In the style of Lucile Clifton, My Poem, Come Celebrate With Me

 
Today’s model poem is Won’t You Celebrate With Me by Lucile Clifton.  You can click the link to read the original poem.

I have a lot of energy wrapped up in this draft and I need to let it set before I rework. This came out in a white, hot heat.   Here’s my first draft of poem modeled in the same style.

 

Celebrate With Me

won’t you celebrate with me
what I have become
a woman strong and brave
enough to speak her mind,
usually,
a wife, a lover
daughter, mother
a friend to few
I hold dear
a non-friend
to some
for reasons I don’t understand
born into confusion
about how to become
myself
how to trust I had
arrived
in all my glory
before barreling past
my destination
forgetting
not knowing
I was enough
I am enough
I AM ENOUGH
come celebrate
with me that
I have climbed
my mountains
cheered the sunrise
knowing, knowing
yes
I am stronger
at all the broken places.

—Susan Taylor Brown

Happy National Poetry Month and William Carlos Williams

Yay, it’s National Poetry Month! That wonderful time of year where poetry loves gather and share original poems, favorite poems, anything poetry related.

This year I am going to use the month to work on poems modeled on other poems. This is a great exercise in the classroom, especially for students (or adults) who are intimidated by the idea of writing poetry. What you do is pick a model, or mentor poem, and then write your own version of the poem. I hope you’ll give it a try along with me.

Let’s start with an easy one,  This Is Just To Say by William Carlos WilliamsYou can click the link to read the original poem.

Here’s my first draft of poem modeled in the same style.

 

This is Just to Say

I have taken
the letters
you threw
away

and which
you said
were full
of lies.

Forgive me
but there was
a love story
waiting to be told.

—Susan Taylor Brown

 

Your turn!

 

Looking for more poetry events in the Kidlitosphere? Check out Jama’s round-up of all the fun.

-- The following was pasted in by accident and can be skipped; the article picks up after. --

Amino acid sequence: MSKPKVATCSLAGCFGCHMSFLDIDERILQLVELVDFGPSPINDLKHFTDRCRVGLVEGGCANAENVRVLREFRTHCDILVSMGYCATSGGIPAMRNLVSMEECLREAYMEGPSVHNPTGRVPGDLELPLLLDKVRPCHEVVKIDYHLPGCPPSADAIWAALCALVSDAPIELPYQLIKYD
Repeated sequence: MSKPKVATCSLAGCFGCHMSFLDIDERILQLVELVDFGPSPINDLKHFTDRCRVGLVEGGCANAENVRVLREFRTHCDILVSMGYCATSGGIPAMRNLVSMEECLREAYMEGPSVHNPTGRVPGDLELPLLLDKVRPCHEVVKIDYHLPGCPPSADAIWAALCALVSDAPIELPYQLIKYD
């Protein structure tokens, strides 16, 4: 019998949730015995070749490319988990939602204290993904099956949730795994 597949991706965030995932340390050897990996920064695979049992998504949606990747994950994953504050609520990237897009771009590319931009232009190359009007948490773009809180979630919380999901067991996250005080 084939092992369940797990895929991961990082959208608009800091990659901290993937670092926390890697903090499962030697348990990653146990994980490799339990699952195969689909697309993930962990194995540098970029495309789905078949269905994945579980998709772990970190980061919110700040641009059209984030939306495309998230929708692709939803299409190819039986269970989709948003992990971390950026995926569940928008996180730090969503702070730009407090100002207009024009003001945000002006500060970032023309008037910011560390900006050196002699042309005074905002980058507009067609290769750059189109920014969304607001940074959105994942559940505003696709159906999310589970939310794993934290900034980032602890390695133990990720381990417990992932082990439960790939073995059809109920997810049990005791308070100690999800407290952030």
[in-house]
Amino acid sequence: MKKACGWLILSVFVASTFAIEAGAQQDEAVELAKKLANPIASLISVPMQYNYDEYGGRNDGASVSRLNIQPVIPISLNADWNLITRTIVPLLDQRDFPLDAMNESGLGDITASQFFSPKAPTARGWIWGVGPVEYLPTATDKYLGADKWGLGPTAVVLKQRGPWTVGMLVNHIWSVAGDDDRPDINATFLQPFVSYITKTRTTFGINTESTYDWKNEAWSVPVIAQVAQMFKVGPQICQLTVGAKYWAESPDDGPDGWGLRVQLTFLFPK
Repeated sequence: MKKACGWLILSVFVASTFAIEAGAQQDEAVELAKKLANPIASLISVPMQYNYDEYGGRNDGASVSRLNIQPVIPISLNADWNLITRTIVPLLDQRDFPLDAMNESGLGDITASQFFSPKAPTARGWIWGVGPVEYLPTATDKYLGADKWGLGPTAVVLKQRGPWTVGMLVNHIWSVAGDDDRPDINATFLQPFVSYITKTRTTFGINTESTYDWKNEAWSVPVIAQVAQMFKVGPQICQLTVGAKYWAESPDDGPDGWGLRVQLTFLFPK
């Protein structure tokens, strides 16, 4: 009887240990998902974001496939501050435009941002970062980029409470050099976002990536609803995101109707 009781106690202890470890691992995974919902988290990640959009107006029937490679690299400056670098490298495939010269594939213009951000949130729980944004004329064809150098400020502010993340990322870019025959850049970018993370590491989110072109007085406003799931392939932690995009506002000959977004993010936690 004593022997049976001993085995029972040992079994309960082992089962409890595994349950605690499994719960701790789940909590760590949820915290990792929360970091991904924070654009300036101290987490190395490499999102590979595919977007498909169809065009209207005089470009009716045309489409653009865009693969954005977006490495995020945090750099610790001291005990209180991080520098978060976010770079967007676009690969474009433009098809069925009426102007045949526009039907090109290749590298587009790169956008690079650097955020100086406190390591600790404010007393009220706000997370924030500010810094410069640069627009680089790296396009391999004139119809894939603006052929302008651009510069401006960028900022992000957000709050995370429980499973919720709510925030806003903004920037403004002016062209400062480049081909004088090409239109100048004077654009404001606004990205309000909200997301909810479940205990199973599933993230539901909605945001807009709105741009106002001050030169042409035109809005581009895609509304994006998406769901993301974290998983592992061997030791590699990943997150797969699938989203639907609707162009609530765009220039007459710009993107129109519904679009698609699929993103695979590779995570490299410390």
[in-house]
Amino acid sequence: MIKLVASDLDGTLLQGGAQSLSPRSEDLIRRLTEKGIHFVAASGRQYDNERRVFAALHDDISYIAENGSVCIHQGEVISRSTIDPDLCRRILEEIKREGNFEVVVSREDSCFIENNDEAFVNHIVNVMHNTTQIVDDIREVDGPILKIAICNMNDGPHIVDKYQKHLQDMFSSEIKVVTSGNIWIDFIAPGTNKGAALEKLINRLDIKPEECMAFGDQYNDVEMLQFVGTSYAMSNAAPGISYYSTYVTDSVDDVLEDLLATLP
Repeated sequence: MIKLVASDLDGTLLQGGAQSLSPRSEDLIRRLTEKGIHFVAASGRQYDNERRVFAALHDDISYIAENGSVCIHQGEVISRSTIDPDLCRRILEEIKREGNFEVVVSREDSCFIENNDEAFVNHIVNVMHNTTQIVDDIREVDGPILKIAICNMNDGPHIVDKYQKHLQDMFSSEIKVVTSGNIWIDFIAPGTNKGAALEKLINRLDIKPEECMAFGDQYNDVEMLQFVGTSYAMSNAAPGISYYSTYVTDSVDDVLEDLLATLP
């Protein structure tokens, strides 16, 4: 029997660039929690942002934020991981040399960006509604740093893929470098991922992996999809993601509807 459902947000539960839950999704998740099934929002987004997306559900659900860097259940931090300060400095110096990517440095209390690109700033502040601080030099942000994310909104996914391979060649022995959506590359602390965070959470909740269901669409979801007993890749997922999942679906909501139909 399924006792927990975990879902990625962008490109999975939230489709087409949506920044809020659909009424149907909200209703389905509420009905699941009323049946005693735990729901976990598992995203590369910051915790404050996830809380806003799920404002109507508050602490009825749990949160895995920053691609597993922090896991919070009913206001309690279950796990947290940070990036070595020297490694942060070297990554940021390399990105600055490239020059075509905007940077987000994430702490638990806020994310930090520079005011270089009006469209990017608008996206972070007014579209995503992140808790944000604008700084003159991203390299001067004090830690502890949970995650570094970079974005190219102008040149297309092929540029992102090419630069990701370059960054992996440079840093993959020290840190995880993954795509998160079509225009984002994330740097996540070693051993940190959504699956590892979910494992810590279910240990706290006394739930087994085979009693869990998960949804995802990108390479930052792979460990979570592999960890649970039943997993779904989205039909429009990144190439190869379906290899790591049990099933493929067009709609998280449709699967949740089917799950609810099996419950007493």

Monday, April 1, 2013|Categories: National Poetry Month 2013, Susan's Original Poems|Tags: , , |16 Comments

March Madness 2013 – Round 2

For round 2 of March Madness Poetry battle I drew the word JOSTLE

At the Base of the Flaming Cliffs

By Susan Taylor Brown

Searching for things not alive anymore,
Roy Chapman Andrews went off to explore.

The great Gobi desert held secrets beneath,
some skulls and some bones and rhinoceros teeth.

“Don’t jostle that fossil, this find is stupendous!”
The eggs he discovered were truly tremendous.

But that leaves a question we just can’t ignore,
which really came first, the egg or dinosaur?

Monday, March 18, 2013|Categories: Susan's Original Poems|Tags: , |0 Comments

March Madness 2013 – Round 1

I drew the word ESPOUSE for round 1 of this year’s March Madness Poetry battler.

Loaded Verses at Dawn
By Susan Taylor Brown

Beware the skirmish just begun, poetic lines are drawn,
my dictionary and thesaurus whimper on the lawn.

Broken pencils surround my bed, red ink stains all the sheets,
I need to channel Dr. Seuss or Silverstein or Keats.

My garbage bucket overflows with pithy paper bits,
while bloody blisters fill my hands like rows of zombie zits.

For the poetry I espouse I’ll make myself the clown,
I’ll wrestle any word you want and take that big wolf down.

Tuesday, March 12, 2013|Categories: Susan's Original Poems|Tags: , |0 Comments

A Snippet from my WIP

Because dear and inspiring Beth Kephart asked to read a snippet of my WIP, here’s a little teaser from my YA verse novel-in-progress.  You can read a snippet of Beth’s current WIP here.

 

My best friend Emmet
is posing for me.

Okay, so maybe he’s just sprawled on the floor
ignoring me
while Mozart kneads his chest and purrs
but he’s laying there, hanging out and I’m sketching him.

I’ve got the outline done
his nose and ears, easy enough even his lips,
slightly open while he recites Ogden Nash to my cat.
I’m working on the eyes
trying to capture
the secrets I know are there

Look at me, I say.

So he does
and he grins that smile that fills his face
with the kind of glow you see on a movie star
after they’ve spent three hours in makeup
only with Emmet, it’s completely natural.

I could fall for him hard
if he liked girls.

 

Monday, February 18, 2013|Categories: Writing Life|Tags: |8 Comments

Of Dogs and Writing – Just the Right Word

Each dog brings a certain set of gifts to the family that welcomes it into their home. It also brings certain behaviors that may or may not be quite as welcome. If you are raising a puppy you have many opportunities to train them right from the start. If you adopt an older rescue dog you get behaviors that might have been encouraged by previous owners but that you find unacceptable. Stopping some of those unwanted behaviors might be easier than others. It’s a lot like writing a book- some books just seem to write themselves, entire chapters come out with very little revision needed, the plot falls right into place and the characters are so interesting that you can’t help but turn the page to see what happens next. Other books come out in bits and pieces, starts and stops, where we often think it is the worst thing that was ever written and can’t possibly be fixed except for those days we think every word we write is tinged with gold.